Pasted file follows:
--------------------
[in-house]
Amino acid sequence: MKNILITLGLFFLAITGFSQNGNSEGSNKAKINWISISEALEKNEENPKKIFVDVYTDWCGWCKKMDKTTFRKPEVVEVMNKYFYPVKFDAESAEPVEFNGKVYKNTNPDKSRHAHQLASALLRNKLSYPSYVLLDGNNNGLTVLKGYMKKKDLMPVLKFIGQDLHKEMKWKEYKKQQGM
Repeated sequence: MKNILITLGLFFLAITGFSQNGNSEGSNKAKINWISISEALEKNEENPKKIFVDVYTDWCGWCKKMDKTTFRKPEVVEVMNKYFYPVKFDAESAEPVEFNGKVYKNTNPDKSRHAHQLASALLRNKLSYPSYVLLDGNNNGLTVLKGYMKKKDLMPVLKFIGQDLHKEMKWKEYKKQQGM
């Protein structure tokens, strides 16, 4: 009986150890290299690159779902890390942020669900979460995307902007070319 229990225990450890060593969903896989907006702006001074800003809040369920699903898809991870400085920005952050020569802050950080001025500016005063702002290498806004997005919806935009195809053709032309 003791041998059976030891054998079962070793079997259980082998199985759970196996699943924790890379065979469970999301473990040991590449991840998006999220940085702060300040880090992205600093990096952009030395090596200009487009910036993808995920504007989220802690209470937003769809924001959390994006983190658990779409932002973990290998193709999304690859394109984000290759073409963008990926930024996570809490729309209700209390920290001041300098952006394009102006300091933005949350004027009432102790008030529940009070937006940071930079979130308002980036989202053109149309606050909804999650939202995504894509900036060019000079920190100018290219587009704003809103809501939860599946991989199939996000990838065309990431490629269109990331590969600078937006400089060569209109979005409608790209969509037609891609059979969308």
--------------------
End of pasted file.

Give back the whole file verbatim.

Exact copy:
[in-house]
Amino acid sequence: MKNILITLGLFFLAITGFSQNGNSEGSNKAKINWISISEALEKNEENPKKIFVDVYTDWCGWCKKMDKTTFRKPEVVEVMNKYFYPVKFDAESAEPVEFNGKVYKNTNPDKSRHAHQLASALLRNKLSYPSYVLLDGNNNGLTVLKGYMKKKDLMPVLKFIGQDLHKEMKWKEYKKQQGM
Repeated sequence: MKNILITLGLFFLAITGFSQNGNSEGSNKAKINWISISEALEKNEENPKKIFVDVYTDWCGWCKKMDKTTFRKPEVVEVMNKYFYPVKFDAESAEPVEFNGKVYKNTNPDKSRHAHQLASALLRNKLSYPSYVLLDGNNNGLTVLKGYMKKKDLMPVLKFIGQDLHKEMKWKEYKKQQGM
């Protein structure tokens, strides 16, 4: 009986150890290299690159779902890390942020669900979460995307902007070319 229990225990450890060593969903896989907006702006001074800003809040369920699903898809991870400085920005952050020569802050950080001025500016005063702002290498806004997005919806935009195809053709032309 003791041998059976030891054998079962070793079997259980082998199985759970196996699943924790890379065979469970999301473990040991590449991840998006999220940085702060300040880090992205600093990096952009030395090596200009487009910036993808995920504007989220802690209470937003769809924001959390994006983190658990779409932002973990290998193709999304690859394109984000290759073409963008990926930024996570809490729309209700209390920290001041300098952006394009102006300091933005949350004027009432102790008030529940009070937006940071930079979130308002980036989202053109149309606050909804999650939202995504894509900036060019000079920190100018290219587009704003809103809501939860599946991989199939996000990838065309990431490629269109990331590969600078937006400089060569209109979005409608790209969509037609891609059979969308």